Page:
Muhammad Ali during training at the Royal Artillery Gymnasium in London for his 1966 fight with British champion Henry Cooper. (Trevor Humphries/Getty Images)
Muhammad Ali turns 65
By Chris Iorfida, CBC Sports
Muhammad Ali’s 65th birthday, on Jan. 17, is at once a cause for celebration, a chance to wax nostalgic and a reminder of mortality, in light of his struggle with Parkinson's disease.
While it’s hard to believe there is an entire generation of sports fans who never saw Muhammad Ali fight, in a contemporary sense, it's heartening to know that his exploits are more available than ever with the growth of the web and classic sports channels. Still, Ali had a staggering global reach in the pre-wired world (only Pelé came close).
Here's a taste of the evolution of the man, the fighter and the legend.
Jan. 17, 1942: The first of two sons is born in Louisville, Ky., to Cassius and Odessa Clay, named, Cassius Marcellus Clay Jr. Rudolph Valentino Clay follows two years later.
October 1954: The theft of young Clay’s bike leads him to policeman Joe Martin, who also helps out at the Columbia boxing gym in Louisville. He encourages Clay to take up the sport.
February 1957: Clay meets Angelo Dundee, in Louisville. Dundee would eventually become head trainer, beginning with Clay’s second pro bout. (Fred Stoner is the obscure trivia answer for fight No. 1.)
Sept. 5, 1960: Clay caps an off a 100-8 amateur career by winning Olympic gold in the light-heavyweight division in Rome.
Oct. 29, 1960: The Louisville Sponsoring Group, a consortium of white businessmen is created to handle Clay’s career, which begins with a six-round win over Tunney Hunsaker.
Ali with longtime trainer Angelo Dundee in 1964. (Harry Benson/Getty Images)
March 1961: Curious about the Black Muslims for some time, Clay meets member Sam Saxon in Miami, gradually increasing his involvement with the group. Nation of Islam leader Elijah Muhammad finds boxing distasteful, but Clay would form a close relationship with the Nation's Malcolm X for a time.
Nov. 15, 1962: Clay fights his biggest name yet, legend Archie Moore, who briefly trained him two years earlier before Dundee joined. “Moore will fall in four,” the burgeoning poet predicts, and he does.
March 1963: Clay is befriended by the colourful Drew (Bundini) Brown, who would join the fighter’s entourage and help pen lines such as: “Float like a butterfly, sting like a bee, rumble young man, rumble.”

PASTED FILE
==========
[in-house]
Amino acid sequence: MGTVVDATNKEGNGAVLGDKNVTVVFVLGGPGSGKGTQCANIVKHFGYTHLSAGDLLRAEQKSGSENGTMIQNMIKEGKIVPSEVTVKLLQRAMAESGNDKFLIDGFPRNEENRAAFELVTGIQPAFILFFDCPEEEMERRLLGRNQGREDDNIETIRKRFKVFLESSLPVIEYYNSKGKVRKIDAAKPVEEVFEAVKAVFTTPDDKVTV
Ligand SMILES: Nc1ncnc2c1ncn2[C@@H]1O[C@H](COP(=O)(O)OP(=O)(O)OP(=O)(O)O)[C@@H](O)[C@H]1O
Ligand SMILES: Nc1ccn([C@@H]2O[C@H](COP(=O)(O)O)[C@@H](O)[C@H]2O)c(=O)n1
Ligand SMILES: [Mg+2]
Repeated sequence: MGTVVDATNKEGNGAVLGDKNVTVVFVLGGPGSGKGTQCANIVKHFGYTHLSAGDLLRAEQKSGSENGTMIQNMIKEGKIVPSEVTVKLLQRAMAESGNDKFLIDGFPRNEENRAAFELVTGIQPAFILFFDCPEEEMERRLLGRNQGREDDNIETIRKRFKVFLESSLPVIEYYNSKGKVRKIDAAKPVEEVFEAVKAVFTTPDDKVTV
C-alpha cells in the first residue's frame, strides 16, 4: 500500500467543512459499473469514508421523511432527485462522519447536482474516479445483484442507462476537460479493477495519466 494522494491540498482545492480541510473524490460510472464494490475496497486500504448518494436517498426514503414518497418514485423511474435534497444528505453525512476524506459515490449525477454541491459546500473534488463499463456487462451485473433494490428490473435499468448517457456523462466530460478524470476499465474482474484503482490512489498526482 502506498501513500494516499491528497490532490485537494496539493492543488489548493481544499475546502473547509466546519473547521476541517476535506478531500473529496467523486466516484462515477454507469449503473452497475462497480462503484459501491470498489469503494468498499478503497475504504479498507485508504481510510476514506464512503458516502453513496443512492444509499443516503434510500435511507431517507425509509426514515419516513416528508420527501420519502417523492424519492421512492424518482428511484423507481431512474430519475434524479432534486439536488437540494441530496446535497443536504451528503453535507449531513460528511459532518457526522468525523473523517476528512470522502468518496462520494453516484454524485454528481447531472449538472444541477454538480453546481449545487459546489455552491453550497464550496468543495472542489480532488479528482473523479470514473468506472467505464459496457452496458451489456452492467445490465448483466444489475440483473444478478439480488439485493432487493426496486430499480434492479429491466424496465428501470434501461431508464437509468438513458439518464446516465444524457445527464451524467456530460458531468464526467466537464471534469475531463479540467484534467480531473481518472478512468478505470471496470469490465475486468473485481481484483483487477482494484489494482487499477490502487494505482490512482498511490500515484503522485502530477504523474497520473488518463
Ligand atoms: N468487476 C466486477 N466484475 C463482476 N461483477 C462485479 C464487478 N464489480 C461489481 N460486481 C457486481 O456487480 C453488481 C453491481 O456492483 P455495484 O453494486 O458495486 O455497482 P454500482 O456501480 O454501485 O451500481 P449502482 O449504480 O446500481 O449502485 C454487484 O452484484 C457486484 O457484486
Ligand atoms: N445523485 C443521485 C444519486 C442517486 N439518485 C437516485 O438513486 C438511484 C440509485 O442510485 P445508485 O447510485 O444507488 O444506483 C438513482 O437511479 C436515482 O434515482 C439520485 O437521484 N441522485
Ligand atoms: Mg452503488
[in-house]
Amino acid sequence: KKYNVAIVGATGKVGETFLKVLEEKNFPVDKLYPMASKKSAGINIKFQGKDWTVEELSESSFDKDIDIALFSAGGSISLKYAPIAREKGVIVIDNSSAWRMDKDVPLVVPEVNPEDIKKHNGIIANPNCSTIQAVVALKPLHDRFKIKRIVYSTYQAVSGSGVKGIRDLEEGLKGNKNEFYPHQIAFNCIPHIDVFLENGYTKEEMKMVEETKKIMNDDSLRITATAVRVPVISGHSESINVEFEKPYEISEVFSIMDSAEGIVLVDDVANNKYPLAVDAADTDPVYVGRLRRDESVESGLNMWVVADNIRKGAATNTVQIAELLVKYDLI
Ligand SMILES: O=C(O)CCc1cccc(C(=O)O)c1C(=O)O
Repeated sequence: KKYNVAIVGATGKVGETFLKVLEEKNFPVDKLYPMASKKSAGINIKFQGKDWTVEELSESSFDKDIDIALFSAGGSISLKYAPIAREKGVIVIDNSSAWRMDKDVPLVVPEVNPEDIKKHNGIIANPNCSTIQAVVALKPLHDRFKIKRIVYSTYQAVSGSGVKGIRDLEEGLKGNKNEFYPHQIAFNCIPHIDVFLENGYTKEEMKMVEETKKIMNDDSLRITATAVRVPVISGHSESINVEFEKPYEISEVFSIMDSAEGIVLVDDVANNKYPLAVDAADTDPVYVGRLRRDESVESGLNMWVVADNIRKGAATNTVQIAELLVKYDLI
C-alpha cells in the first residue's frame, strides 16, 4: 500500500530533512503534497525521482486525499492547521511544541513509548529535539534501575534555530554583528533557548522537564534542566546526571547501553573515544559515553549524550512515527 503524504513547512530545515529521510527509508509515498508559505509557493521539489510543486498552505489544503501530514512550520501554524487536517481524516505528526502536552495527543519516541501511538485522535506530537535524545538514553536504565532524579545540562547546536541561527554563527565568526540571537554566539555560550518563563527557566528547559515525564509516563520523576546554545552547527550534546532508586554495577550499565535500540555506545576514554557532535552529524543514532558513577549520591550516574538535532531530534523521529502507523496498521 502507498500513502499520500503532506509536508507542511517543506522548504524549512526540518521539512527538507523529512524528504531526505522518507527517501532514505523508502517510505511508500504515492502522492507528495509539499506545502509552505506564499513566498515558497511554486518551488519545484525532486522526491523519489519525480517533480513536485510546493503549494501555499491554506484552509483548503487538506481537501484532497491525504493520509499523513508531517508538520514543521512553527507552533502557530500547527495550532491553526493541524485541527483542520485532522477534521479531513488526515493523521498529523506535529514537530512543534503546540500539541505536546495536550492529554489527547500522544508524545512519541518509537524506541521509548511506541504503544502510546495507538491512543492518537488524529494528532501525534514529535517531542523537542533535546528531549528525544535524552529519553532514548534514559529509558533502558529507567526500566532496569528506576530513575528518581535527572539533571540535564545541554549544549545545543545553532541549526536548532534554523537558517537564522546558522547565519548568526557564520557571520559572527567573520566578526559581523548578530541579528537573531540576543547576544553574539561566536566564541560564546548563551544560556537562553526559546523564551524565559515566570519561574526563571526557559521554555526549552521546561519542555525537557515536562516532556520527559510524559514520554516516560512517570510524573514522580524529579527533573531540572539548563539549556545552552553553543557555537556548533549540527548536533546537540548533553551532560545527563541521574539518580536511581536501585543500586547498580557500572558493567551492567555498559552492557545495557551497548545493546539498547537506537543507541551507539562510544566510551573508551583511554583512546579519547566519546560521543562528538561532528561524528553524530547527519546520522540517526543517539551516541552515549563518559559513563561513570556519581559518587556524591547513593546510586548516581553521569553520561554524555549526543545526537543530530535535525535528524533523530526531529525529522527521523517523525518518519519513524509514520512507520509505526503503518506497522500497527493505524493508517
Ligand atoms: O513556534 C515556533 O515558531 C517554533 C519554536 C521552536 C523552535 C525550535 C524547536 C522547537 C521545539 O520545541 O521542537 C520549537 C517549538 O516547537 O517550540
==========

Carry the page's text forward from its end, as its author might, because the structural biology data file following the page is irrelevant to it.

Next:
September 1963: On the verge of a title shot, the first major media reports of Clay’s involvement with the Black Muslims surface.
Feb. 25, 1964: Clay stuns the boxing world by forcing menacing heavyweight champ Sonny Liston to quit on his stool after six rounds in Miami. Liston’s team cites a shoulder injury; skeptics cast a wary eye on Liston’s Mob ties and Ali's link to the Nation.
March 6, 1964: With Malcolm X in tow at the UN, the new heavyweight champion of the world announces he is changing his name to Cassius X. The same day in Chicago, Elijah Muhammad tells a radio host Muhammad Ali is a more appropriate, divine name and the fighter ultimately agreed. Ali gets caught in the growing rift within the Nation between Elijah and Malcolm X for leadership of the Nation of Islam.
Feb. 21, 1965: Malcolm X is shot to death in New York City.
Perhaps Ali's most iconic photo: he stands over a fallen Sonny Liston during their 1965 rematch. (John Rooney/Associated Press)
May 25, 1965: Another fight with Liston, another controversy. Ali knocks out his opponent in just over two minutes on what many call “the phantom punch.” Ali’s spin is it was an “anchor punch” he learned from Stepin Fetchit, actor and one-time entourage member of brash champion Jack Johnson.
February 1966: Originally rejected by the U.S. Army two years earlier, Ali is reclassified as eligible for service. He opposes the Vietnam War and seeks a draft deferment.
March 29, 1966: Ali beats George Chuvalo by 15-round decision at Maple Leaf Gardens in Toronto. Chuvalo, whom Ali dubs “Washerwoman” for his awkward punching style, was a replacement for Ernie Terrell. Toronto is the site after the Illinois commission nixes a bout due to comments by Ali about the war.
Fall, 1966: The Louisville Group's contract expires. Elijah’s son, Herbert, takes over as manager.
April 25, 1967: Ali refuses induction into the U.S. Army and is immediately stripped of his title by the New York State Athletic Commission, then a major power broker in the sport.
Oct. 26, 1970: With the tide of Vietnam opinion turning, state commissions begin relicensing Ali. He returns with a three-round win over Jerry Quarry in Atlanta.
Ali is knocked to the canvas in the 15th round by a Joe Frazier left hook during the 1971 "Fight of the Century." Ali would avenge the loss in 1973, and in 1975 win the Thrilla in Manila" rubber match. (Keystone/Getty Images)
March. 8, 1971: In the one of the biggest events in sports history, dubbed the “Fight of the Century,” Ali is knocked down in the 15th by Joe Frazier en route to losing a decision and the heavyweight title, the first defeat of his pro career.
June 1971: Ali's draft evasion conviction is overturned by the Supreme Court, 8-0.